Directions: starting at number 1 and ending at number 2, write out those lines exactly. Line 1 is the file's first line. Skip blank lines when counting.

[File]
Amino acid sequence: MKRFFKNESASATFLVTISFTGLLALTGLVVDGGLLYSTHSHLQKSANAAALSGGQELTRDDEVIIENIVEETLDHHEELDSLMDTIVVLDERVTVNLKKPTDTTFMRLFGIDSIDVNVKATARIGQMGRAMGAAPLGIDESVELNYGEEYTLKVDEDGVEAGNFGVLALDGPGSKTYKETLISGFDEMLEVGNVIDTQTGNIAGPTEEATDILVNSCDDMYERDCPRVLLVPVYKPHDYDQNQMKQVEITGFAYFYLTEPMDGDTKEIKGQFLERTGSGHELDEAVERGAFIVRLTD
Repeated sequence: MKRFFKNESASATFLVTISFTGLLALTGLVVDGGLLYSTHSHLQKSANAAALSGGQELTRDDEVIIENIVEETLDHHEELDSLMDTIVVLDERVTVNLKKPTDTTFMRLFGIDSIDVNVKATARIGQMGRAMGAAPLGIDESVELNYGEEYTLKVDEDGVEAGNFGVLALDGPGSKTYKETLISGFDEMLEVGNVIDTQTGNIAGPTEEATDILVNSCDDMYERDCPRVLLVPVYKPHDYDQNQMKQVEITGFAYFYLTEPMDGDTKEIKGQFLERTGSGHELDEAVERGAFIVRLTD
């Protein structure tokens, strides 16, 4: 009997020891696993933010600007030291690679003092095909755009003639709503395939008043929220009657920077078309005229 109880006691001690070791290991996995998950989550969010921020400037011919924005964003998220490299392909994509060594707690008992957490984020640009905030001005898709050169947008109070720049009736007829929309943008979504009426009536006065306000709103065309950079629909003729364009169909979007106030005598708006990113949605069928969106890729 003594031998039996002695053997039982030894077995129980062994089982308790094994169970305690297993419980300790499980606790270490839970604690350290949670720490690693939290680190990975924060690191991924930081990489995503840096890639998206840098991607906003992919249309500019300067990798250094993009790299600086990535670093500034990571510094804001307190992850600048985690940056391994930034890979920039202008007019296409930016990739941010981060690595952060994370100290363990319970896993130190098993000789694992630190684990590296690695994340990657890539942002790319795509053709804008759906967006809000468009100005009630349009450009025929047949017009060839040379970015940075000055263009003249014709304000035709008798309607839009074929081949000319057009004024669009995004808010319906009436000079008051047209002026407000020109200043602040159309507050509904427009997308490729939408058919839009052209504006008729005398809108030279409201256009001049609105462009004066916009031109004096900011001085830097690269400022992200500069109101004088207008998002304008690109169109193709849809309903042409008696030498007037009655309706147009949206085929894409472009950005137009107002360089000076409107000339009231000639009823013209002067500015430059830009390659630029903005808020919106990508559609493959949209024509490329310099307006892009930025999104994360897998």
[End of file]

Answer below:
Amino acid sequence: MKRFFKNESASATFLVTISFTGLLALTGLVVDGGLLYSTHSHLQKSANAAALSGGQELTRDDEVIIENIVEETLDHHEELDSLMDTIVVLDERVTVNLKKPTDTTFMRLFGIDSIDVNVKATARIGQMGRAMGAAPLGIDESVELNYGEEYTLKVDEDGVEAGNFGVLALDGPGSKTYKETLISGFDEMLEVGNVIDTQTGNIAGPTEEATDILVNSCDDMYERDCPRVLLVPVYKPHDYDQNQMKQVEITGFAYFYLTEPMDGDTKEIKGQFLERTGSGHELDEAVERGAFIVRLTD
Repeated sequence: MKRFFKNESASATFLVTISFTGLLALTGLVVDGGLLYSTHSHLQKSANAAALSGGQELTRDDEVIIENIVEETLDHHEELDSLMDTIVVLDERVTVNLKKPTDTTFMRLFGIDSIDVNVKATARIGQMGRAMGAAPLGIDESVELNYGEEYTLKVDEDGVEAGNFGVLALDGPGSKTYKETLISGFDEMLEVGNVIDTQTGNIAGPTEEATDILVNSCDDMYERDCPRVLLVPVYKPHDYDQNQMKQVEITGFAYFYLTEPMDGDTKEIKGQFLERTGSGHELDEAVERGAFIVRLTD